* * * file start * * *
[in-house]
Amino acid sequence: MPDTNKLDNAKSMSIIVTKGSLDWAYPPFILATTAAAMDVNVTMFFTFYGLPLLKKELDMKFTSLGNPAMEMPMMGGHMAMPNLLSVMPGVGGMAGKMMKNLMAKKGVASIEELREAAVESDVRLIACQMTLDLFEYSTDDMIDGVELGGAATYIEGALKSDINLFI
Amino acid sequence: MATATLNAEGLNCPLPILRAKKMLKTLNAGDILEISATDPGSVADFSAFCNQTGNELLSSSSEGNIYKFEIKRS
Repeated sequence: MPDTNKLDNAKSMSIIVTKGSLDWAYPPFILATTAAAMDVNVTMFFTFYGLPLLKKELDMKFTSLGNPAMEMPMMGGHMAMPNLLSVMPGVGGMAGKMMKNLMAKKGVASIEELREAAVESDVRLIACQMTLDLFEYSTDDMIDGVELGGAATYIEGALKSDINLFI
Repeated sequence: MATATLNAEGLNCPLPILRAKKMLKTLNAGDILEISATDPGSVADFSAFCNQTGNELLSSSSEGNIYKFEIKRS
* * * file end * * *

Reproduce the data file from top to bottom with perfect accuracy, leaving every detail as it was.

[in-house]
Amino acid sequence: MPDTNKLDNAKSMSIIVTKGSLDWAYPPFILATTAAAMDVNVTMFFTFYGLPLLKKELDMKFTSLGNPAMEMPMMGGHMAMPNLLSVMPGVGGMAGKMMKNLMAKKGVASIEELREAAVESDVRLIACQMTLDLFEYSTDDMIDGVELGGAATYIEGALKSDINLFI
Amino acid sequence: MATATLNAEGLNCPLPILRAKKMLKTLNAGDILEISATDPGSVADFSAFCNQTGNELLSSSSEGNIYKFEIKRS
Repeated sequence: MPDTNKLDNAKSMSIIVTKGSLDWAYPPFILATTAAAMDVNVTMFFTFYGLPLLKKELDMKFTSLGNPAMEMPMMGGHMAMPNLLSVMPGVGGMAGKMMKNLMAKKGVASIEELREAAVESDVRLIACQMTLDLFEYSTDDMIDGVELGGAATYIEGALKSDINLFI
Repeated sequence: MATATLNAEGLNCPLPILRAKKMLKTLNAGDILEISATDPGSVADFSAFCNQTGNELLSSSSEGNIYKFEIKRS